Probiotics and gut-skin homeostasis

Homeostasis is the perfect stable balance of bodily functions in your body. Simply put, everything is working as it should be. Your skin is performing all the essential tasks to absolute perfection– protection, temperature regulation, water retention, regeneration and much more!

Surprise, surprise!

Gut and skin have much in common. Though we know very little about the gut-skin-axis for now, there is already a clear relation between the two and its influence on each other and the overall systemic immunity in our bodies.

Forbes et al. 2015 discovered that certain gut microbes and their metabolites (fancy word for a small molecule) promote a build up certain white blood cells called lymphocytes which facilitate an anti-inflammatory response.

Great news! So the good bacteria fight the inflammation in and on our body.

Another effective mechanism is created by the production of short-chain fatty acids (SCFAs), specifically butyrate that is produced from the fermentation of PREbiotics. This is why PRObiotics are not enough. To achieve optimal health and balanced microbiome its a must to follow a healthy, balanced, gut-friendly diet high in prebiotic fibre.

The overall mechanism of SCFAs not only influences the immune cell activation and apoptosis but promotes hair follicle stem cell differentiation and wound healing.

Suffering from a skin condition such as acne, psoriasis or acne? Maybe it is time to discover how to heal your gut microbiome!

Probiotics and gut-skin allostasis

Allostasis is the process of achieving stability and therefore the crucial homeostasis in our body after a disturbance or a stressor. This can be done physiologically or through a behavioural change. Once again, the gut microbiome contributes to this mechanism also.

Multiple studies have shown a great impact the gut bacteria have on a disturbed skinBaba et at. (2010) decreased the severity of a type of dermatitis by administering Lactobacillus helveticus orally to mice in just 4 weeks.

Another interesting research was conducted by Poutahidis et al. (2013) who found a faster healing process after the consumption of Lactobacillus reuteri.

What does this mean?

The commensal gut flora can potentially promote skin allostasis (in other words, heal the skin). Most health conditions are the result of some form of inflammation, if it is acne or rosacea there is a lot of promising studies showing great potential in the treatment and prevention of these skin conditions.

Probiotics and gut-skin dyshomeostasis

Finally, skin dyshomeostasis.

Surely, you have already heard of intestinal dysbiosis and if you haven’t, no worries.

Dysbiosis, in a nutshell, is an imbalance between the good and bad bacteria living in your gut.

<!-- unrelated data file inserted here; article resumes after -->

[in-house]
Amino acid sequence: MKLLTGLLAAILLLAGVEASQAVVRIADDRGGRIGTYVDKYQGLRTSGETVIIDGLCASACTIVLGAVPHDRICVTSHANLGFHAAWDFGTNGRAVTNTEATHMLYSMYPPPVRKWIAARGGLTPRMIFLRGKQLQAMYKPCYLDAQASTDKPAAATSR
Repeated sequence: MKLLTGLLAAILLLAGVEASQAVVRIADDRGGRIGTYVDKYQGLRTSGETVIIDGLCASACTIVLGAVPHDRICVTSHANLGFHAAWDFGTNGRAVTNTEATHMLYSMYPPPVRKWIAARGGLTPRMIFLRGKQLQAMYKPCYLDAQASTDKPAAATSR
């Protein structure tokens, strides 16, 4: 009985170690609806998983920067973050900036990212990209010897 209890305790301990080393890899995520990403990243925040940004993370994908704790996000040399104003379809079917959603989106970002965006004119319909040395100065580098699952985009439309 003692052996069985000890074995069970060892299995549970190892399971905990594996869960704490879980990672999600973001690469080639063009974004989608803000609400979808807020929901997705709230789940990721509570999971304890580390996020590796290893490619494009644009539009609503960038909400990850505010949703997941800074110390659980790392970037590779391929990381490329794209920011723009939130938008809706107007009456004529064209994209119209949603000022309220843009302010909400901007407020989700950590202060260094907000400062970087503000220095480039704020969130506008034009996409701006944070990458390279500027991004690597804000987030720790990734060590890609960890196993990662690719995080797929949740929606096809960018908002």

This imbalance can negatively impact your skin function. Yes, you read that right, NEGATIVELY! So if you eat garbage your skin will eventually look, well not so great. Every bite of fast food, processed products, sweets, snacks…will eventually bite you back, sooner or later.

An unhealthy diet can drastically affect your bacterial balance in the gut which affects your skin microbiome and the quality of your skin.

Q: What if I’ve been eating healthy for a while and my skin is still covered with pimples?

A: My best advice is to look back at your lifestyle, medication taken and environment, because all these and many more have an influence on your microbiome. Eating healthy is a good and necessary start but if you have been on an antibiotic rollercoaster in the past, it may take some time to get that balance back.

In summary

Skin is the largest organ of the body and is constantly exposed to physical, chemical, bacterial, and fungal challenges. This complex and dynamic ecosystem that is right in front of our eyes (yet we can’t see it with a naked eye) works synergistically with the gut microbiome.

If one is imbalanced so is the other, always remember that.

Even though further research is required for us to better understand the physiological mechanisms of these two ecosystems networking together, the information we already know is sufficient for you to take action today and convert the unhealthy dyshomeostasis to a healthy, well-balanced gut-skin homeostasis.

Ready to get your life back, become symptom-free and adopt a new, sustainable lifestyle that will make your microbiome feel thrilled and jubilant? Book a FREE 30-minute session with a qualified nutritionist to discuss the best strategy for you to heal once and for all!